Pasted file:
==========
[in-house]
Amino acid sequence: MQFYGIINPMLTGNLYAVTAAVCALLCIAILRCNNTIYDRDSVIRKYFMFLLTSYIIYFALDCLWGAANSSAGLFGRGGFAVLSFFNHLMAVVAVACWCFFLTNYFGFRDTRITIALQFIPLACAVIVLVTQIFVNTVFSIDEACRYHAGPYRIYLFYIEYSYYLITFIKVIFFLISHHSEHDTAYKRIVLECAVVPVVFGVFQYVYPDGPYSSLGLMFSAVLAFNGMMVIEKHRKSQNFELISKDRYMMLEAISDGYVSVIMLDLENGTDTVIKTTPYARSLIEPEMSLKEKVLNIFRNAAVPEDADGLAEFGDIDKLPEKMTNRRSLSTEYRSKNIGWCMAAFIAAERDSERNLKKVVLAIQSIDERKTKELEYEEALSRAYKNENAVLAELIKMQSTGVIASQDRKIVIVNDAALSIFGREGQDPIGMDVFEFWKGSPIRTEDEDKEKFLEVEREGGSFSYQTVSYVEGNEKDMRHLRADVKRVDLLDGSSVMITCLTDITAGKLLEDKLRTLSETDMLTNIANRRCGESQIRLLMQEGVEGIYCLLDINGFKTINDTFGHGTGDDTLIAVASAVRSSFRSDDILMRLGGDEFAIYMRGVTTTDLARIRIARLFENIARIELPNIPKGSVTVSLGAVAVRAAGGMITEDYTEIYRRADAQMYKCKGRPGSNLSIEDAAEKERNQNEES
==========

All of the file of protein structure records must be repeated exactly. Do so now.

[in-house]
Amino acid sequence: MQFYGIINPMLTGNLYAVTAAVCALLCIAILRCNNTIYDRDSVIRKYFMFLLTSYIIYFALDCLWGAANSSAGLFGRGGFAVLSFFNHLMAVVAVACWCFFLTNYFGFRDTRITIALQFIPLACAVIVLVTQIFVNTVFSIDEACRYHAGPYRIYLFYIEYSYYLITFIKVIFFLISHHSEHDTAYKRIVLECAVVPVVFGVFQYVYPDGPYSSLGLMFSAVLAFNGMMVIEKHRKSQNFELISKDRYMMLEAISDGYVSVIMLDLENGTDTVIKTTPYARSLIEPEMSLKEKVLNIFRNAAVPEDADGLAEFGDIDKLPEKMTNRRSLSTEYRSKNIGWCMAAFIAAERDSERNLKKVVLAIQSIDERKTKELEYEEALSRAYKNENAVLAELIKMQSTGVIASQDRKIVIVNDAALSIFGREGQDPIGMDVFEFWKGSPIRTEDEDKEKFLEVEREGGSFSYQTVSYVEGNEKDMRHLRADVKRVDLLDGSSVMITCLTDITAGKLLEDKLRTLSETDMLTNIANRRCGESQIRLLMQEGVEGIYCLLDINGFKTINDTFGHGTGDDTLIAVASAVRSSFRSDDILMRLGGDEFAIYMRGVTTTDLARIRIARLFENIARIELPNIPKGSVTVSLGAVAVRAAGGMITEDYTEIYRRADAQMYKCKGRPGSNLSIEDAAEKERNQNEES